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You may not know this, but you can be an ESG investor even if the only form of investing that you’re active in is retirement savings. If you have a 401k or a 403b, you can roll over your funds into ESG portfolios, which is a great way to demonstrate your values through your investments.
ESG investing is tethered to the philosophy of ‘sustainable investing.’ It involves researching and factoring in environmental, social, and governance issues, in addition to the usual financials, when evaluating potential stocks. By investing your funds into ESG portfolios, you increase corporate accountability. How? As a socially-conscious individual, you can leverage your shareholder position to have a voice and influence corporations to act in the best interest of the environment, society and governance through proxy voting.
Aside from the ability to create change, you’ll also enjoy strong returns. A study from the Financial Times found that approximately six out of ten sustainable funds delivered higher returns than their conventional equivalents over the past decade. Furthermore, according to Morningstar, ESG-focused “sustainable funds" saw net inflows of more than $10 billion in capital during the second quarter of 2020. This brings the year-to-date inflow into ESG investing funds to $20.9 billion. The full-year record in 2019 was $21.4 billion so ESG-focused funds are projected to beat the record by year-end, which shows the future promise of socially conscious investing.
Given the rise of ESG investing, it is smart to incorporate sustainable funds in your 401(k) plans. In fact, many companies recognize that including sustainable portfolio options may be attractive to employees. If your company plan doesn’t include ESG options, you can look up the ESG ratings for the funds they do offer (Some funds have high ESG ratings even if they aren’t advertised as such). Morningstar has a widely trusted sustainability rating system that you can access with a free trial. If you have a 401k or 403b Rollover due to a change in employment and are looking to invest it for impact, please reach out, we'd love to assist you.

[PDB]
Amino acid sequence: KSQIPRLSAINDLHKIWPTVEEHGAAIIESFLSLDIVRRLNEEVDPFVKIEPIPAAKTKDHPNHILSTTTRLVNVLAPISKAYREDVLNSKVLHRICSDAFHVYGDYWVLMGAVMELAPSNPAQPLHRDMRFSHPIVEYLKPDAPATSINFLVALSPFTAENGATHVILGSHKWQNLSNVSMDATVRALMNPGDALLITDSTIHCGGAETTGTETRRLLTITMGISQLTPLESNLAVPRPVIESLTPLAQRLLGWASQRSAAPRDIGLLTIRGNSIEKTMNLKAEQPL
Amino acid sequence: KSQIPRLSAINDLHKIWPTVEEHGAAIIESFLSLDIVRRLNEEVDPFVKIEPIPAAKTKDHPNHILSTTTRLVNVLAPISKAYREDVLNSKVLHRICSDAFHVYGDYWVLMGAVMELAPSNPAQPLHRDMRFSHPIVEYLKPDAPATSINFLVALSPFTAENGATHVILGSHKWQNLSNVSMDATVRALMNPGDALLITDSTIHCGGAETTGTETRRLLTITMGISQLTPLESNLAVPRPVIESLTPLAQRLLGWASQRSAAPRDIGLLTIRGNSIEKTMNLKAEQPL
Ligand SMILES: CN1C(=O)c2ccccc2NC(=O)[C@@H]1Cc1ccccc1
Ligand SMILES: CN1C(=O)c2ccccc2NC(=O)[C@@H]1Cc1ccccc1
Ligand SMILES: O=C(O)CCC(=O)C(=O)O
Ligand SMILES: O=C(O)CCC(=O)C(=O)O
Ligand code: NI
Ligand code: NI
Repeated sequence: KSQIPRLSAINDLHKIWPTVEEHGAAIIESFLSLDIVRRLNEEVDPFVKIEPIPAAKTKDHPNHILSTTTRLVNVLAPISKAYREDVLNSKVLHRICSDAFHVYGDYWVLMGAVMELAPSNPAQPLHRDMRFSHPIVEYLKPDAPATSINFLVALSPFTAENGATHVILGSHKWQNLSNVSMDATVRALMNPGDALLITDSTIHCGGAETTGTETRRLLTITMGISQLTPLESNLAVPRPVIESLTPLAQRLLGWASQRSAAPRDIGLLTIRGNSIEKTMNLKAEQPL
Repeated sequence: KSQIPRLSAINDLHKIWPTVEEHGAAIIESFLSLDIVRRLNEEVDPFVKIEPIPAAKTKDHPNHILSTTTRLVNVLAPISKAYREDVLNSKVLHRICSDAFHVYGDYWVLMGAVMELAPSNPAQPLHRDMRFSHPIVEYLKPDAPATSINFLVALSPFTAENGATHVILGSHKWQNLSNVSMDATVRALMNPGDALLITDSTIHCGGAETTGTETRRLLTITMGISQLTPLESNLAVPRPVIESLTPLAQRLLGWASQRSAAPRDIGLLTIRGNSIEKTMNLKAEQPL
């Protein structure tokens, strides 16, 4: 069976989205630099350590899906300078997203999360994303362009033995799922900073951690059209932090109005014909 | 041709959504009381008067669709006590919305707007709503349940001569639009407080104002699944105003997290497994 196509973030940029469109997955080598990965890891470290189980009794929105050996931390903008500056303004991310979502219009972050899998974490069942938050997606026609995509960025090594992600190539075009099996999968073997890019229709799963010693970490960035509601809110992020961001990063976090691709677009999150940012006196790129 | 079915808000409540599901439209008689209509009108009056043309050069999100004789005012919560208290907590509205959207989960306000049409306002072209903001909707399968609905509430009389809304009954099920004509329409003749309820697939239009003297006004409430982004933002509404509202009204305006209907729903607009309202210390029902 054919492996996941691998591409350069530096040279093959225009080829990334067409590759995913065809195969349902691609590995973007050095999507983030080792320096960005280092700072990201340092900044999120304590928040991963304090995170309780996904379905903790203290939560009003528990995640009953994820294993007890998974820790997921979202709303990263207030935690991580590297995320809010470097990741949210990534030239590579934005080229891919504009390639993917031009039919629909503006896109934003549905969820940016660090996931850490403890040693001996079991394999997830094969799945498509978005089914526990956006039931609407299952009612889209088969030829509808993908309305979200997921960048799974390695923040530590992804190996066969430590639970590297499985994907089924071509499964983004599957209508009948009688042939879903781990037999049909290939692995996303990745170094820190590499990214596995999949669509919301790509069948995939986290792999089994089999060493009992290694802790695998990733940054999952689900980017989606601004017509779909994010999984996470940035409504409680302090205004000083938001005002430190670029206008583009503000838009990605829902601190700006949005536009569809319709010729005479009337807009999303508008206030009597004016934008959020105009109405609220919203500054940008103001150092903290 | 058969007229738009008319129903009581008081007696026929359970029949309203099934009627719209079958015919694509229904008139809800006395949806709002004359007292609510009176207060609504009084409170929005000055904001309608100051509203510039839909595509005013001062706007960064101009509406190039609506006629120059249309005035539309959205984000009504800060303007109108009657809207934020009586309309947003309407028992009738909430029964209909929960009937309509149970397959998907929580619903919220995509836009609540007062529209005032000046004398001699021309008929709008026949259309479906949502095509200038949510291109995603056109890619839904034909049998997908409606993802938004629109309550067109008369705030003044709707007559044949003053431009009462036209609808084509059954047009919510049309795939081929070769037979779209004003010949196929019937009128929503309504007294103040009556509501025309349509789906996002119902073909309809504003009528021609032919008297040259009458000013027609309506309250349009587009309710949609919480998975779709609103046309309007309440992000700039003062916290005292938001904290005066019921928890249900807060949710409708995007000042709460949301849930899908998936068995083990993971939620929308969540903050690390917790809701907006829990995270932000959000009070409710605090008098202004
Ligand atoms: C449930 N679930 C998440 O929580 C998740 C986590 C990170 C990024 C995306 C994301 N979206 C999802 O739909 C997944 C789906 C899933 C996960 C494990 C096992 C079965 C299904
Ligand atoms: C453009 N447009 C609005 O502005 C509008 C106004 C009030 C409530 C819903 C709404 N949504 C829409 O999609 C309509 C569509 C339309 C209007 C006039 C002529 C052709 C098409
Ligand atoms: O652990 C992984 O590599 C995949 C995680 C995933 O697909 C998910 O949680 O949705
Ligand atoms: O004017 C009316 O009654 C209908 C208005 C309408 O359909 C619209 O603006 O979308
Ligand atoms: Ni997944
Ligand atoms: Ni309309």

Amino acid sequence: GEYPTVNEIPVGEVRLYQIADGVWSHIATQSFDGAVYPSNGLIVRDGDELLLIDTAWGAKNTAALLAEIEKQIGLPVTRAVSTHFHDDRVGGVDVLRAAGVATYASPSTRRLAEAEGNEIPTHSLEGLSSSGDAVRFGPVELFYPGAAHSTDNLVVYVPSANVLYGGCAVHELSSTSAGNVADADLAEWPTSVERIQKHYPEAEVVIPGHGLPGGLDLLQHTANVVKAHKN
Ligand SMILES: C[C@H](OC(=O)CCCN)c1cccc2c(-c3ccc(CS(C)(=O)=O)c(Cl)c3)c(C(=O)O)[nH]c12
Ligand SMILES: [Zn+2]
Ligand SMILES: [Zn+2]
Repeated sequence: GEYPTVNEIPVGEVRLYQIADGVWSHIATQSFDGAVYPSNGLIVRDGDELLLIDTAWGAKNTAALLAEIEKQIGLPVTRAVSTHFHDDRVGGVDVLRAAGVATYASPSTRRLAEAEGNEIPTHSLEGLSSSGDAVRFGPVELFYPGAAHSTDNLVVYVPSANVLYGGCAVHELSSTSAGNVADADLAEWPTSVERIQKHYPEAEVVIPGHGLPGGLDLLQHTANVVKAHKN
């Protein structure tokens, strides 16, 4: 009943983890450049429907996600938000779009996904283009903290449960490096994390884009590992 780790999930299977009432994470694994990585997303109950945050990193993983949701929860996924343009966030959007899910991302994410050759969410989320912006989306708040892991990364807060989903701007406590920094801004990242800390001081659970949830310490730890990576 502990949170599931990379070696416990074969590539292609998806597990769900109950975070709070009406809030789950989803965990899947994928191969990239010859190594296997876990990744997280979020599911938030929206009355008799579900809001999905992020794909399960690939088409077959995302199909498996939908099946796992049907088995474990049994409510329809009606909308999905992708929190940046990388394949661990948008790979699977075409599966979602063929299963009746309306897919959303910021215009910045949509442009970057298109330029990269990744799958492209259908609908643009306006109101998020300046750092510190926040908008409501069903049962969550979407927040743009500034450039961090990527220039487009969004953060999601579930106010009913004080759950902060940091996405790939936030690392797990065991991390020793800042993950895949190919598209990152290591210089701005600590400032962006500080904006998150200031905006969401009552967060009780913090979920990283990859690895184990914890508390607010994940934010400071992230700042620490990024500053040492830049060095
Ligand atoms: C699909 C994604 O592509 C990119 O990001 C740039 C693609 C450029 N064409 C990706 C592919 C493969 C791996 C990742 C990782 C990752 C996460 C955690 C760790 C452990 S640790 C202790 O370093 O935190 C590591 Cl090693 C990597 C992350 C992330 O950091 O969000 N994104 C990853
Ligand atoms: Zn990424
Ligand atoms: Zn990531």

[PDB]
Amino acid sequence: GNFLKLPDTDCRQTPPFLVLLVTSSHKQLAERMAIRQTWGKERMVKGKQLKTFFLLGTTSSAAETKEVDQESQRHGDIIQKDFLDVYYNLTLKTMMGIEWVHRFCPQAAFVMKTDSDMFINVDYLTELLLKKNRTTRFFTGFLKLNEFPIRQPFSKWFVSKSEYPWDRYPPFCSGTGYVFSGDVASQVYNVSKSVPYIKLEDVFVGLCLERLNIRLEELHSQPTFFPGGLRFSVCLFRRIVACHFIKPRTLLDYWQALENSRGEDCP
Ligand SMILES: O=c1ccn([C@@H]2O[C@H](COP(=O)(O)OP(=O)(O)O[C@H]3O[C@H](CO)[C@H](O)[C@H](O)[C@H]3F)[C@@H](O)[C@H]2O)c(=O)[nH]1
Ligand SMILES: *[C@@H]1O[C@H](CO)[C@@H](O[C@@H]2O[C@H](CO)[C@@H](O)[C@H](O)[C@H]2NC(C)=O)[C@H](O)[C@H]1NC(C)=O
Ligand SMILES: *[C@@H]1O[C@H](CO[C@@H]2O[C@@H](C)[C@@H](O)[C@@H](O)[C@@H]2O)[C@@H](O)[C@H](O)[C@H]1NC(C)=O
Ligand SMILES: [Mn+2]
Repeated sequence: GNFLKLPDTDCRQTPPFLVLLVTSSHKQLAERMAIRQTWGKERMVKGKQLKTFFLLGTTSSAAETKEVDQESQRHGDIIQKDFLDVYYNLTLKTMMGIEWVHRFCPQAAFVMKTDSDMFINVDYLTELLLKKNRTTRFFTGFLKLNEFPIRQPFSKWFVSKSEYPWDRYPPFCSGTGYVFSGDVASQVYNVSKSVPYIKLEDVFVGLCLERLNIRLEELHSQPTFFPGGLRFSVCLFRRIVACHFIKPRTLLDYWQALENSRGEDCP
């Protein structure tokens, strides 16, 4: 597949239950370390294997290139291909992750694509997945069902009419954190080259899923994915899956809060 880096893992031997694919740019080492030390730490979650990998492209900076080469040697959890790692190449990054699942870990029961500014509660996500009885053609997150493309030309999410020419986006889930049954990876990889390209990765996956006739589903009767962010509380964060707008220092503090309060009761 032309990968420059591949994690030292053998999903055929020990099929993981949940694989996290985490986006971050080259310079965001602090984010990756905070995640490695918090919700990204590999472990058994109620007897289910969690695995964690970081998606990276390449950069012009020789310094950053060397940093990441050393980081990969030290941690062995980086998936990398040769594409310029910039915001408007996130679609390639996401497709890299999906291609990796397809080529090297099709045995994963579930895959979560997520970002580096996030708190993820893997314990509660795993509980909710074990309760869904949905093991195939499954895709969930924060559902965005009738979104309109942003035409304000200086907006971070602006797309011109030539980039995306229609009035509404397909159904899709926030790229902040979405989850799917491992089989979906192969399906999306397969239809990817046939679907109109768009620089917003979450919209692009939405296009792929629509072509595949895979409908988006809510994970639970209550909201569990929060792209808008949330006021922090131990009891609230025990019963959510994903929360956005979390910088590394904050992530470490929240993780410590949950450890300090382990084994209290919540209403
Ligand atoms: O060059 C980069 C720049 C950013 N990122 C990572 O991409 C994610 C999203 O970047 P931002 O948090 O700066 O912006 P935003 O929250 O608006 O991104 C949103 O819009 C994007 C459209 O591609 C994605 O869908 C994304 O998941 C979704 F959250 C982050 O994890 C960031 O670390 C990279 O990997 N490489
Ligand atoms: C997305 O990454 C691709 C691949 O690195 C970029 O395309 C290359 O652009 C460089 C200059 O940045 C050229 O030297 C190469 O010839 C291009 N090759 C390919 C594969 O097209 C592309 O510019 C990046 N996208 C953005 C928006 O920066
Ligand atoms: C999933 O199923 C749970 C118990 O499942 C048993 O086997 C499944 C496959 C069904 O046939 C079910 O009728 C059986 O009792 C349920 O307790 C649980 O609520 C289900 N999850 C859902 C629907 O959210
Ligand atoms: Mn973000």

We all have a responsibility to care for the planet, the communities we live and work in. It’s incumbent on all of us to be responsible citizens of our society and reflect that shared sense of responsibility through our investment choices. ESG investing is lucrative - not only creating growth, but also fueling good - creating a more sustainable, conscious world.
ESG investing is tethered to the philosophy of ‘sustainable investing.’ It involves researching and factoring in environmental, social, and governance issues, in addition to the usual financials, when evaluating potential stocks. Until recently, ESG reporting has been more of a niche. Companies are making voluntary disclosures in their annual report or in a standalone sustainability report. In support of this, activist investment firms like Aneuvia, work with clients to reassess their ESG footprint and operations to increase value among investors.
Since ESG metrics are not part of mandatory financial reporting, corporate ESG data has historically been lacking in quality, consistency, and comparability, which makes it difficult for asset managers to determine where to direct investments.
Now, regulators are jumping in to address the lack of common reporting standards in ESG reporting. Our latest whitepaper The US’s ESG Regulatory Environment: Past, Present, and Future shares a few trends that are likely to shape the future of ESG reporting:
Universal and sector disclosures
Forthcoming European proposals are focused on “universal disclosures” which means regulators will pick a subset of the myriad of ESG topics and require all companies to report on them. When it comes to what exactly will comprise the list of universal disclosures, more alignment is needed particularly when it comes to climate change). Climate change has been prioritized so it is safe to forecast that reporting on corporate carbon footprint will become mandatory. In addition to this, the Sustainability Accounting Standards Board (SASB) has also looked into sector standards, which establishes sector-based disclosures.
Materiality refers to how companies select the topics that they will report on. This flexibility and the onus placed on a company-by-company basis has also been problematic. Forthcoming European proposals suggest that regulators and standards setters will decide materiality. This will help achieve data comparability.
The SEC’s Asset Management Advisory Committee has advocated for mandatory standards that can provide guidance for the current principles-based materiality requirements. The committee urged for a parsimonious, rather than a comprehensive approach, advising to develop a limited set of industry-level materiality metrics, to be monitored by an independent standard-setter such as SASB.
Establishing global consistency
A complaint about the ESG reporting world is the lack of consistency. There are several organizations providing overlapping reporting standards, which adds confusion and results in inconsistent disclosures.
Amidst concerns of fragmentation, reprieve came last September when the International Financial Reporting Standards (IFRS) Foundation announced its plans of creating global sustainability standards by drawing inputs from key ESG reporting frameworks and standards. While the methodologies, definitions, purposes and audiences might vary, these ESG reporting bodies are lending their support to the harmonization drive and making efforts to align with each other.